Everything has changed

Yesterday, I sat in the waiting rooms of (the now retired) Doctor Stoner. It was in February 2012 that I was last there, sitting in that exact chair, waiting for my ENG 1 yachting medical. The waiting room became a memory jogger and it took me right back to how I felt and where I was in my life, some two years ago.

The point of this post is this: we are one decision away from changing our lives for good.

The blonde-and-greying receptionist who barked-out the name of sailors — one-by-one. She was still there. The smell of the apartheid-style chamber where they did the hearing test — that was still there. The hideous palm tree in the back of the doctor’s office was still there. So too was the office-blue carpeting and the colour-blindness book… in tatters. I remembered it as if it was all yesterday.

So on the physical side, the doctor reports, not much has changed. I’ve become a little fat but still have my sight, hearing and a healthy chest — all requirements for professional yachtsmen and women.

But on the emotional side everything has changed. Everything.

This time, at the doctors’ rooms of (the now retired) Doctor Stoner, I am no longer a smoker. Or a desk-worker. I am learning a new language. I have fallen in love. With a Swede. And it is my first faithful relationship. I have energy. I have worked for a Swiss captain in France who changed my outlook on life. I have worked on a boat in Tanzania. And been fired. I have spent three months travelling South America.

In broader strokes, it takes simpler things to impress me nowadays: like sunsets, or dappled shade, or a well-made coffee; not cars or titles or money. I don’t care about keeping up with the Joneses or that so-and-so is engaged and so-and-so is married. I give every minute my everything. I am a nicer person and I try not to hurt people but I say how I feel and fight when I need to. I care less about what people think. I keep ugly words about myself, from myself and always remember to see myself from the inside out. I take feedback, not criticism, from those I love. I let toxic people go — old friends who’ve soured and negative people who make me tired. I prefer solution-finders to problem-makers. I stress less and exercise more. I stick to the idea of KISS: keep it simple stupid. I don’t worry about money. I know it will work out the way it’s supposed to.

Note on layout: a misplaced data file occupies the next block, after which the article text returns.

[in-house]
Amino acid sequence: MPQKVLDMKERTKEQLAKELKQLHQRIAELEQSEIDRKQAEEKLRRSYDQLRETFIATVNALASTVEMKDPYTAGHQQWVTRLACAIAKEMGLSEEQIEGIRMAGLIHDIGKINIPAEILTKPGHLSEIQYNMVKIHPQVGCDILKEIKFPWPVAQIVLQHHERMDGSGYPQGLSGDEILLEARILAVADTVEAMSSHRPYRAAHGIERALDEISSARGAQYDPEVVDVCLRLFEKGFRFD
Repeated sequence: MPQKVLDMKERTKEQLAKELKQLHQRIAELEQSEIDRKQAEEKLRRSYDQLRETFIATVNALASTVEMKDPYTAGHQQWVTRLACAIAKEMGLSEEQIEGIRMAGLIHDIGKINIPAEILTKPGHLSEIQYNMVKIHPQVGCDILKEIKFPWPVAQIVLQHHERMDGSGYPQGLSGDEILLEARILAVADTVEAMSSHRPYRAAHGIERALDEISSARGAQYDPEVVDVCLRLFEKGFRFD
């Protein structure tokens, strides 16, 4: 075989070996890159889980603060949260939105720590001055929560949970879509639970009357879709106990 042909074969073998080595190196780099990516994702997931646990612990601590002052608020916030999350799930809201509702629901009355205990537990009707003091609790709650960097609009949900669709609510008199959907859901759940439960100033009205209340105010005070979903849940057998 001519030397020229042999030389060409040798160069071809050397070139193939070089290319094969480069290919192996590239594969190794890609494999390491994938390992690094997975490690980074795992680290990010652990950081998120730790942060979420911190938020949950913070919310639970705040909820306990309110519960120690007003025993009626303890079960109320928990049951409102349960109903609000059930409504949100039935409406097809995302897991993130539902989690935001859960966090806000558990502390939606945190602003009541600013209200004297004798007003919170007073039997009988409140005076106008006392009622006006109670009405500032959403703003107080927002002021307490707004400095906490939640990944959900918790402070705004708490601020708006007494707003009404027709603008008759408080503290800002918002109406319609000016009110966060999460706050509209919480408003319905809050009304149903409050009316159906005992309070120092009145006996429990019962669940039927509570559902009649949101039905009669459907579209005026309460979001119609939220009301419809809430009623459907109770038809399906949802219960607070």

The point of this post is this: we are one decision away from changing our lives for good.

I’ve also become an active participant in my life and my choices; and not a victim of circumstance

And that’s not to preach that my life is better or that my happiness is greater than yours. Or that I’m wealthier or more successful. Or that I do more than you or adapt to change more readily. Or that I’m doing it the right way.

It’s just to say that a lot can change in your life if you want it to.

And yes, the cards have landed in my favour more often than not. And God has been good.

But I’ve also become an active participant in my life and my choices; and not a victim of circumstance.

To sum it all up, a video from one of our favourite philosophers, Alan Watts. We love, love, love his work!

Go out and be the change you want to see in the world.